New insights into the genetic etiology of Alzheimer’s disease and related dementias

Céline Bellenguez*, Fahri Küçükali, FinnGen, ADGC, CHARGE, EADB, GR@ACE, DEGESCO, EADI, GERAD, Demgene, Iris E. Jansen, Luca Kleineidam, Sonia Moreno-Grau, Najaf Amin, Adam C. Naj, Rafael Campos-Martin, Benjamin Grenier-Boley, Victor Andrade, Peter A. HolmansAnne Boland, Vincent Damotte, Sven J. van der Lee, Marcos R. Costa, Teemu Kuulasmaa, Qiong Yang, Itziar de Rojas, Joshua C. Bis, Amber Yaqub, Ivana Prokic, Julien Chapuis, Shahzad Ahmad, Lot D. de Witte, Henne Holstege, Lenore Launer, Chien Yueh Lee, Merel Mol, Danielle Posthuma, Christiane Reitz, Gijsje J.L. Snijders, Andre Uitterlinden, Aad van der Lugt, Jeroen van Rooij, John van Swieten, M. Marín, Chien Yueh Lee, Hieab Adams, Monique Breteler, Hata Comic, Tavia Evans, Maria Knol, Debora Melo van Lent, Helena Schmidt, Alexander Teumer, Dina Vojinovic, Mohsen Ghanbari, M. Arfan Ikram, Kristel Sleegers, Cornelia M. van Duijn, Alfredo Ramirez, Jean Charles Lambert

*Corresponding author for this work

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Abstract

Characterization of the genetic landscape of Alzheimer’s disease (AD) and related dementias (ADD) provides a unique opportunity for a better understanding of the associated pathophysiological processes. We performed a two-stage genome-wide association study totaling 111,326 clinically diagnosed/‘proxy’ AD cases and 677,663 controls. We found 75 risk loci, of which 42 were new at the time of analysis. Pathway enrichment analyses confirmed the involvement of amyloid/tau pathways and highlighted microglia implication. Gene prioritization in the new loci identified 31 genes that were suggestive of new genetically associated processes, including the tumor necrosis factor alpha pathway through the linear ubiquitin chain assembly complex. We also built a new genetic risk score associated with the risk of future AD/dementia or progression from mild cognitive impairment to AD/dementia. The improvement in prediction led to a 1.6- to 1.9-fold increase in AD risk from the lowest to the highest decile, in addition to effects of age and the APOE ε4 allele.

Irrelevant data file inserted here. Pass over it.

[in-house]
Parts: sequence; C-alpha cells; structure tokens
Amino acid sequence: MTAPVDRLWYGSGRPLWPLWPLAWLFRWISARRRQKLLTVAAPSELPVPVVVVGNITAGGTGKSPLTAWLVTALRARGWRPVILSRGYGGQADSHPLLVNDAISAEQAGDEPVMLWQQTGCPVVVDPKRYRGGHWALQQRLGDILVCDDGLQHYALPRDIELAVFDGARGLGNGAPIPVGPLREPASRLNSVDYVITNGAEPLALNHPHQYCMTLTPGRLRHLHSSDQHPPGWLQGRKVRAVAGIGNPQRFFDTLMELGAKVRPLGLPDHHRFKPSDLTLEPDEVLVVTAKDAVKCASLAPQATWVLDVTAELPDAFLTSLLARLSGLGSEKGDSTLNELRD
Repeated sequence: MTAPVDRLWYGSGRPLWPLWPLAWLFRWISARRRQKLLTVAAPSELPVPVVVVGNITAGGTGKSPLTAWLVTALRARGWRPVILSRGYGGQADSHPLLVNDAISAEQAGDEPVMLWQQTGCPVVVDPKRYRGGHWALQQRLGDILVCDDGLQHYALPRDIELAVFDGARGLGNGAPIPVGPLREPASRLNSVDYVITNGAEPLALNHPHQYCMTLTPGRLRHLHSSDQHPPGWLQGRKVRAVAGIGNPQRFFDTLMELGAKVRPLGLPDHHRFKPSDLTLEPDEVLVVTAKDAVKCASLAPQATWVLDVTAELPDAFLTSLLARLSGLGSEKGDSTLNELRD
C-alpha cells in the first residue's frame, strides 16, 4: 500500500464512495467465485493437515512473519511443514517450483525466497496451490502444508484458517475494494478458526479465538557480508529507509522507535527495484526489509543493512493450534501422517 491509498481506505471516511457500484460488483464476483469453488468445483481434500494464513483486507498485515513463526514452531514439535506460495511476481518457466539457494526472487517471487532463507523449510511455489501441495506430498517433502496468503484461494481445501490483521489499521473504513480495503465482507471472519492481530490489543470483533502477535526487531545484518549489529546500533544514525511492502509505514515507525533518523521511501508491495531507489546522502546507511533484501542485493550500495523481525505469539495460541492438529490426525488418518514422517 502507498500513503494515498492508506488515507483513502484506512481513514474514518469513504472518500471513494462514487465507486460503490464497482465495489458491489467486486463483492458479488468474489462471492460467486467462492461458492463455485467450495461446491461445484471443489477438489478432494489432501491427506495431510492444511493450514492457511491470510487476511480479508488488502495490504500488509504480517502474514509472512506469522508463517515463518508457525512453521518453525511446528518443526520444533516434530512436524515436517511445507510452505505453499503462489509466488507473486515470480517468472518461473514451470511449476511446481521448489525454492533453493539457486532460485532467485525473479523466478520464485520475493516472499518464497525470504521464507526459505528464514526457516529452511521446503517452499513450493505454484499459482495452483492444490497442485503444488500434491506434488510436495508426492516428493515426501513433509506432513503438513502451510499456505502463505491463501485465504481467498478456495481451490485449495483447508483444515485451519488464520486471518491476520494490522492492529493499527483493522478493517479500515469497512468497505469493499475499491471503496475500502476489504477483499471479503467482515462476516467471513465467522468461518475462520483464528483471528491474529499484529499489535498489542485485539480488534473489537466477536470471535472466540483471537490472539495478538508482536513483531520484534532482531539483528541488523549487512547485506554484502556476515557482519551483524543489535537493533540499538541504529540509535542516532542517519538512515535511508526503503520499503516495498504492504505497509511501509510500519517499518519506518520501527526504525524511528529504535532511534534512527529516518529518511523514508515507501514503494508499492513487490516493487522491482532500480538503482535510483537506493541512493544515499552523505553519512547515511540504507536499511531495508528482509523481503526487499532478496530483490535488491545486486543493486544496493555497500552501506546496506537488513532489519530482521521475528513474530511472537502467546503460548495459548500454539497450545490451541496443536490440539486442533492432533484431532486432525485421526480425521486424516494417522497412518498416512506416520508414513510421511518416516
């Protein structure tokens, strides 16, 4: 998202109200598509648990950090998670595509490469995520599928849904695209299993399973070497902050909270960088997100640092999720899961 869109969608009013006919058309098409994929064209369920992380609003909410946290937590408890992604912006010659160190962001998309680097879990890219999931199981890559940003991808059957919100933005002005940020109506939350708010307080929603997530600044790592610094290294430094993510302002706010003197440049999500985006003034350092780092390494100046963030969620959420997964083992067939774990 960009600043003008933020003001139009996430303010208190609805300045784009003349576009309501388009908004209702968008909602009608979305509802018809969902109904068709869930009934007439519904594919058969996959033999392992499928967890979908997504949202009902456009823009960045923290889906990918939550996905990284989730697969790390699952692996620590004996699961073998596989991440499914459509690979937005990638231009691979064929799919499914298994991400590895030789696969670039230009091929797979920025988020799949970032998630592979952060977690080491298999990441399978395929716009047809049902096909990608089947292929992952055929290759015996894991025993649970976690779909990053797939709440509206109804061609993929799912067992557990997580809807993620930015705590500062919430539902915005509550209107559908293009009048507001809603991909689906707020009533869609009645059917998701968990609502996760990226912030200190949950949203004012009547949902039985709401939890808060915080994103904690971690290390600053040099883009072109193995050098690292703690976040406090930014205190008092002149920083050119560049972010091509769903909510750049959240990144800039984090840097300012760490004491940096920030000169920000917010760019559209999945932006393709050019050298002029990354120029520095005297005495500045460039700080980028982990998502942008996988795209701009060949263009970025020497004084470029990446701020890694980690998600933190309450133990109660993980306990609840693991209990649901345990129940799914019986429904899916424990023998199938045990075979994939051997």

Original languageEnglish
Pages (from-to)412-436
Number of pages25
JournalNature Genetics
Volume54
Issue number4
DOIs
Publication statusPublished - 4 Apr 2022

Bibliographical note

Funding Information:
We thank the many study participants, researchers and staff for collecting and contributing to the data, the high-performance computing service at the University of Lille and the staff at CEA-CNRGH for their help with sample preparation and genotyping and excellent technical assistance. We thank Antonio Pardinas for his help. We thank the Netherlands Brain Bank. This research was conducted using the UKBB resource (application number 61054). This work was funded by a grant (EADB) from the EU Joint Programme – Neurodegenerative Disease Research. INSERM UMR1167 is also funded by the INSERM, Institut Pasteur de Lille, Lille Métropole Communauté Urbaine and French government’s LABEX DISTALZ program (development of innovative strategies for a transdisciplinary approach to AD). Full consortium acknowledgements and funding are in the Supplementary Note.

Funding Information:
We thank the many study participants, researchers and staff for collecting and contributing to the data, the high-performance computing service at the University of Lille and the staff at CEA-CNRGH for their help with sample preparation and genotyping and excellent technical assistance. We thank Antonio Pardinas for his help. We thank the Netherlands Brain Bank. This research was conducted using the UKBB resource (application number 61054). This work was funded by a grant (EADB) from the EU Joint Programme – Neurodegenerative Disease Research. INSERM UMR1167 is also funded by the INSERM, Institut Pasteur de Lille, Lille Métropole Communauté Urbaine and French government’s LABEX DISTALZ program (development of innovative strategies for a transdisciplinary approach to AD). Full consortium acknowledgements and funding are in the .

Publisher Copyright:
© 2022, The Author(s).

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